10 a day – making marking effective and achievable

I am rubbish at marking. 

Alright that might be a bit harsh. I am bad at motivating myself to do it.

I know it’s important to do it as the kids need to have specific and targetted advice on how they can improve if we ever hope that they can make progress. However, the thought (or worse the action) of sitting down with 28 books and a green pen after a hard day, if I am honest, repulses me. Normally by 3.05pm I am wiped out and I’d rather do anything other than sit there for two hours marking.

Unfortunately this meant that before Christmas my books were not as well marked as I would hope. They met the department marking policy but I felt that my comments were too brief and I wasn’t convinced the kids had enough to actually know how to improve.

So post Christmas I have begun a new plan. 10 a day. Instead of ever sitting down with a whole set of books I set myself the challenge of marking 10 books every single day. First off, this is hugely achievable. I set up the 10 at the start of the day and then every time I have a spare 5 minutes (before school, at break or at lunch) I can grab one and mark it, therefore by 3 o’clock I normally only have about 6 left. This isn’t too much to do after school and even if I still have the full 10 it doesn’t take too long. Secondly only doing 10 means I am not getting bored and actually give each book the focus and attention it deserves.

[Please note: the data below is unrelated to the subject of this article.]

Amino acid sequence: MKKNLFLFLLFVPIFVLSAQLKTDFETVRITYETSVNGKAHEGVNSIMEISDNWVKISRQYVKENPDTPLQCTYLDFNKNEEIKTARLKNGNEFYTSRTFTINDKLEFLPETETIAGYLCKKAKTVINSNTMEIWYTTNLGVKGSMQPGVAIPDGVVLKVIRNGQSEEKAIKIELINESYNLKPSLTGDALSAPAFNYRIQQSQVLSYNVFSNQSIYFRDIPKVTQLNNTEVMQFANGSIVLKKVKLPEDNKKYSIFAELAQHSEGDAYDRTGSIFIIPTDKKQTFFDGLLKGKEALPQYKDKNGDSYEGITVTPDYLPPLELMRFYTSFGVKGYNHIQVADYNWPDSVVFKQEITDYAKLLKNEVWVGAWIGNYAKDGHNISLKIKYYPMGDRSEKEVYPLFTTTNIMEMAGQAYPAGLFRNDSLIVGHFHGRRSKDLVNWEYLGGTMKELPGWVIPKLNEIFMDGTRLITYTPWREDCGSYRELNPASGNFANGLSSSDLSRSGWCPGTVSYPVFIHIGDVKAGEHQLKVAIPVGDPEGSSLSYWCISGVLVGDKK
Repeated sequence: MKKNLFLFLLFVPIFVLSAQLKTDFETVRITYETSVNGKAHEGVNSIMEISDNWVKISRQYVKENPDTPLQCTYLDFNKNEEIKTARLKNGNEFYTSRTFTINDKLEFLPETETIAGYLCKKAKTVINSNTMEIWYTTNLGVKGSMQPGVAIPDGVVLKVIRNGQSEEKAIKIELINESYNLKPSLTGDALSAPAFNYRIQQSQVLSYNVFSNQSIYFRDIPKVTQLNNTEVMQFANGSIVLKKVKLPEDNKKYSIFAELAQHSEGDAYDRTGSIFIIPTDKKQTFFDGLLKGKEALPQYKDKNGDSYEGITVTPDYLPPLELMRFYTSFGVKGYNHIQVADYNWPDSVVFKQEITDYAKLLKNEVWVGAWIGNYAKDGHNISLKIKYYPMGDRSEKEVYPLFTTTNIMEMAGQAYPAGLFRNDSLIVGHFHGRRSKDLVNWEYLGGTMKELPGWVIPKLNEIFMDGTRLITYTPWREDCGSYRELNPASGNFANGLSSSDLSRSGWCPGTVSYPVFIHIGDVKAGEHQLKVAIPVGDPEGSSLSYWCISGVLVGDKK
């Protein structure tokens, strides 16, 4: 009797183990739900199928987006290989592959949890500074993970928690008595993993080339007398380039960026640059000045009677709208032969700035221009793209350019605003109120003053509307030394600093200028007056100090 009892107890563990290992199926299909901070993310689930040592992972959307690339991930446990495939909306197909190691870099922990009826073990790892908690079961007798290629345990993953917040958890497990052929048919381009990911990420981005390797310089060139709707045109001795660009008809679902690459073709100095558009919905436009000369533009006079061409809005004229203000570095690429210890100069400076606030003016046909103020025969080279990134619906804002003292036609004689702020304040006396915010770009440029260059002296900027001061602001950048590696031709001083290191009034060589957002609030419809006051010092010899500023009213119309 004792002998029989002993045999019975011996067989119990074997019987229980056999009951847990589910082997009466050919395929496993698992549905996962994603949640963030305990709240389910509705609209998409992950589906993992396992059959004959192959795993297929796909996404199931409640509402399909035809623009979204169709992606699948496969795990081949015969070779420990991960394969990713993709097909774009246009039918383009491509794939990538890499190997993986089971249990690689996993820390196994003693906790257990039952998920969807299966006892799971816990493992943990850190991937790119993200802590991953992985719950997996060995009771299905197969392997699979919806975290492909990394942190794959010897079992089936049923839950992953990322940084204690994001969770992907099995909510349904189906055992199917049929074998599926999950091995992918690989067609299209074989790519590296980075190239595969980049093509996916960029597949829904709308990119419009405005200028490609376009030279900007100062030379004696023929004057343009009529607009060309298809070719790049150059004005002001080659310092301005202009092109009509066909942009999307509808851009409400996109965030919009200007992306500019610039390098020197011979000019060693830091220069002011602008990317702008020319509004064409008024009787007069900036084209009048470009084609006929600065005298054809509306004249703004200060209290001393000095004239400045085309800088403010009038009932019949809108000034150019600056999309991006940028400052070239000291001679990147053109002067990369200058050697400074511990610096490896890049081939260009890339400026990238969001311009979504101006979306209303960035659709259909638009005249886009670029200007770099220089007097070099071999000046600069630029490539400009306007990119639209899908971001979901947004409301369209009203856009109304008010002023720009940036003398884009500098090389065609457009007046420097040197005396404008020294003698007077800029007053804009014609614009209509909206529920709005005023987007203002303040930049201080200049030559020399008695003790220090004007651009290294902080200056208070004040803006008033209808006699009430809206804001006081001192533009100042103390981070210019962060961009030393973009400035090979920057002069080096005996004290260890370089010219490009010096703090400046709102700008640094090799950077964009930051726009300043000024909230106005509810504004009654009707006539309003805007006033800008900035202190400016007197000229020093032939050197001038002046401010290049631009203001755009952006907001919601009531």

I’ve been able to keep this up for two weeks so far and it’s been easy. But it’s had a huge impact on learning in classes as I have felt that the students appreciate the extra feedback they get and are working harder as a result and this has literally been a minimal change in practice for me. I’ve been banging on about it so much at school I’ve nearly sold a few others on the idea too! Try it out and let me know how it goes.

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3 Responses to 10 a day – making marking effective and achievable

  1. Pingback: Links to blog posts about marking and feedback | engchatuk

  2. Heidi Naylor says:

    I began that approach many years ago as a consequence of SATs and GCSE examiner marking. I could only ever fit in 5 papers at any given sitting. This worked for me and it made sense that I should use the same approach with exercise books. Breaking jobs into achieveable bite-sized portions is the only way I survive. It really DOES work.

  3. I have found marking student work to be very time consuming. In 2011, I organized a team of 100 graders to evaluate 5,000 exams, each consisting of 16 pages of short essay answers to math contest questions. Think of 15 photocopy boxes filled with exams. The paper shuffling and bundle pushing was a logistical nightmare. This led me to an idea and I am now building an online collaborative grading platform called Crowdmark. Crowdmark helps teachers, working alone or in teams, grade better. Thank you for your post!

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